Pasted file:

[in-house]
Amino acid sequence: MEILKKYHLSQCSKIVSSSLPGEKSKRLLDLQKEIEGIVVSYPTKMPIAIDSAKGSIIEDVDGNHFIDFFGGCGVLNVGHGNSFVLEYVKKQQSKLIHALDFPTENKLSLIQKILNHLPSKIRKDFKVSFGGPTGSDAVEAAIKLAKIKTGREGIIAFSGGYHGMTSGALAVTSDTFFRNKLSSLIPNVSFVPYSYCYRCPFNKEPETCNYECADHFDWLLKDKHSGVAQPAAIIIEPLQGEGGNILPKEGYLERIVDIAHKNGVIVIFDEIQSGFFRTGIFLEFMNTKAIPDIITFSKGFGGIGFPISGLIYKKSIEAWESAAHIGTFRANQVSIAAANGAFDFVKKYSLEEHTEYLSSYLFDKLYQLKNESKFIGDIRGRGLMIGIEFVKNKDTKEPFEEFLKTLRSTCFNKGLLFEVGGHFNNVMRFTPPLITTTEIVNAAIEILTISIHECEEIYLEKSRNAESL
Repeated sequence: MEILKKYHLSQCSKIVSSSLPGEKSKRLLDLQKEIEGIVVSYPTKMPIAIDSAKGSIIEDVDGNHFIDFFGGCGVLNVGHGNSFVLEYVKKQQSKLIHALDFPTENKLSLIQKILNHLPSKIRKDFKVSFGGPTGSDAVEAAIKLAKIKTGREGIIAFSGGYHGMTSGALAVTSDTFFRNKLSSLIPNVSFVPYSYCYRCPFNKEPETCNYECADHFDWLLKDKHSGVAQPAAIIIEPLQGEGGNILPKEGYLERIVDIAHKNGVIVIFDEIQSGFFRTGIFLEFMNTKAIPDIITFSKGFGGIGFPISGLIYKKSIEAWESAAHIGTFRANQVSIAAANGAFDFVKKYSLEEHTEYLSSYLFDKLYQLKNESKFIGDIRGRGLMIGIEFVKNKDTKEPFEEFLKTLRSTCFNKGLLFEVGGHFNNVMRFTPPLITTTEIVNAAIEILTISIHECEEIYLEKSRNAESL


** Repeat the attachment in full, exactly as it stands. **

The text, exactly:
[in-house]
Amino acid sequence: MEILKKYHLSQCSKIVSSSLPGEKSKRLLDLQKEIEGIVVSYPTKMPIAIDSAKGSIIEDVDGNHFIDFFGGCGVLNVGHGNSFVLEYVKKQQSKLIHALDFPTENKLSLIQKILNHLPSKIRKDFKVSFGGPTGSDAVEAAIKLAKIKTGREGIIAFSGGYHGMTSGALAVTSDTFFRNKLSSLIPNVSFVPYSYCYRCPFNKEPETCNYECADHFDWLLKDKHSGVAQPAAIIIEPLQGEGGNILPKEGYLERIVDIAHKNGVIVIFDEIQSGFFRTGIFLEFMNTKAIPDIITFSKGFGGIGFPISGLIYKKSIEAWESAAHIGTFRANQVSIAAANGAFDFVKKYSLEEHTEYLSSYLFDKLYQLKNESKFIGDIRGRGLMIGIEFVKNKDTKEPFEEFLKTLRSTCFNKGLLFEVGGHFNNVMRFTPPLITTTEIVNAAIEILTISIHECEEIYLEKSRNAESL
Repeated sequence: MEILKKYHLSQCSKIVSSSLPGEKSKRLLDLQKEIEGIVVSYPTKMPIAIDSAKGSIIEDVDGNHFIDFFGGCGVLNVGHGNSFVLEYVKKQQSKLIHALDFPTENKLSLIQKILNHLPSKIRKDFKVSFGGPTGSDAVEAAIKLAKIKTGREGIIAFSGGYHGMTSGALAVTSDTFFRNKLSSLIPNVSFVPYSYCYRCPFNKEPETCNYECADHFDWLLKDKHSGVAQPAAIIIEPLQGEGGNILPKEGYLERIVDIAHKNGVIVIFDEIQSGFFRTGIFLEFMNTKAIPDIITFSKGFGGIGFPISGLIYKKSIEAWESAAHIGTFRANQVSIAAANGAFDFVKKYSLEEHTEYLSSYLFDKLYQLKNESKFIGDIRGRGLMIGIEFVKNKDTKEPFEEFLKTLRSTCFNKGLLFEVGGHFNNVMRFTPPLITTTEIVNAAIEILTISIHECEEIYLEKSRNAESL